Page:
No approved products | Although analgesics have proven beneficial, the USDA still questions their safety
OMAHA, Neb. — New livestock codes of practice recommend pain relief for castration and tail docking, but few approved products are available.
More pain relief medications are likely to be approved in the future, but in the meantime veterinarians may have to rely on non steroidal anti inflammatories (NSAIDS) or extra label use.
“If you keep the inflammation down, the pain isn’t going to be there,” said Dr. Roy Lewis, an Alberta veterinarian and part-time technical services vet for Merck Animal Health.
“As a vet I am all for it, but there is also a limit,” he said.
Products such as Metacam and Banamine are available, but in some cases products may have to be ad-ministered differently than what the label prescribes and different withdrawal periods observed. More research is coming, but the science of pain management is a new field.
“The pharmaceutical companies could come up with these things, but who is going to pay for them?” he said.
New voluntary codes of practice recommend pain relief for various procedures. For example, the hog code of practice recommends that castration performed after 10 days of age be done with anesthetic and analgesic to help control pain. By 2016, all castration will have to be done with analgesics.
Scientists know animals feel pain and that analgesics provide relief, said Donald Lay of the U.S. department of Agriculture. Neurology, etiology, immunology, epidemiology and stress physiology specialists from the department’s livestock behaviour unit are looking at im-proved animal welfare and current practices.
“We know giving analgesics is beneficial and the public says, ‘why don’t you just do it,’ ” he told a pain management session held during the National Institute of Animal Agriculture held in Omaha April 1-4.
“That really puts the producer in the middle because they don’t have options for pain mitigation because there are no analgesics approved,” Lay said.
Dr. Frank Lewis, a veterinarian with the U.S. Food and Drug Administration, said regulators question the safety and effectiveness of these drugs.
They are unsure of withdrawal periods or if there are unsafe residue levels.
“If there is an unknown safety concern, we can’t vouch for it,” he said.
Lewis agreed that products are needed to alleviate suffering. Some extra label use of analgesics and anesthetics is permitted under U.S. rules.
He said producers need a strong relationship with their veterinarians, who must oversee the use of the product and withdrawal times and minimize risk of unsafe residues.
“Technically, it is a vet-client relationship. As far as the legal authority, it gets a little bit tricky,” Lewis said.
“Any food that contains residue or any animal that was treated in an illegal way is considered adulterated under our law.”
Pain is a complex reflex because individuals feel things differently. It is hard to understand how an animal feels pain, so researchers have to depend on other external factors such as behaviour.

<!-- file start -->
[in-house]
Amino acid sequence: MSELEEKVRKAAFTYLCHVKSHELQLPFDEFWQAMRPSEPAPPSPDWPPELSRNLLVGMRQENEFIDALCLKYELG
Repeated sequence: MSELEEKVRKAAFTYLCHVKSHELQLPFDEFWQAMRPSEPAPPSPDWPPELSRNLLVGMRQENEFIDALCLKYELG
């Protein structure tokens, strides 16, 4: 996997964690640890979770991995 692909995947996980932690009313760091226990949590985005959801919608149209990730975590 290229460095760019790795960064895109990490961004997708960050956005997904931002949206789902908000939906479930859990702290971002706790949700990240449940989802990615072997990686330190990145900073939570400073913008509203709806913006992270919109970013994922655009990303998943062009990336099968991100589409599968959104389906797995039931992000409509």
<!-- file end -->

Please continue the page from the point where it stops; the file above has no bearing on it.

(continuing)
Lay said certain procedures leave lingering effects that could be compared to phantom pain experienced by human amputees. A neuroma, which is a collection or swelling of nerves, can form at the end of the in-jury and be painful even after healing takes places.
Neuromas are sensitive to heat and cold, and Lay said chickens with trimmed beaks or pigs and dairy cattle with docked tails may have chronic pain.
It is a balance. Cannibalism among chickens is common so beak trimming is done to keep them from pecking one another to death.
“This is especially a concern in an open housing situation where they are altogether,” he said.
Beak trimming is painful no matter how it is done. United Egg Producers adopted infrared laser beak trimming in 2010 because it was deemed the best of a painful list of options.
Performance of laying hens is the same whether beaks were trimmed or not. People say birds are all right if they are laying eggs, but it has been documented that hens with broken keel bones still lay eggs.
Birds may fracture their keel bones when they jump down from perches after moving into aviaries.
Newborn piglets undergo routine but stressful procedures such as castration, teeth clipping, tail docking, ear notching or ear tagging.
Research shows that these procedures are less stressful if they are done quickly and accurately.
Researchers are also studying humane euthanization.
Tyson Foods banned killing young pigs with blunt force trauma in January.
An alternative is carbon dioxide in a chamber, but it appears to be painful. A two stage system that sedates the piglets first and then exposes them to the toxic gas is better.
Lameness is another common problem among dairy cows and sows, which are often culled when they struggle to walk.
Lay said loose sow housing will likely exacerbate the lameness problem. A USDA project theorized that exercised sows would have fewer incidences of lameness because their bone density and muscular weight would increase compared to control sows.
This was not the case because many sows have premature osteo-arthritis. Researchers e speculate they are growing so fast they are not remodelling bone and cartilage correctly.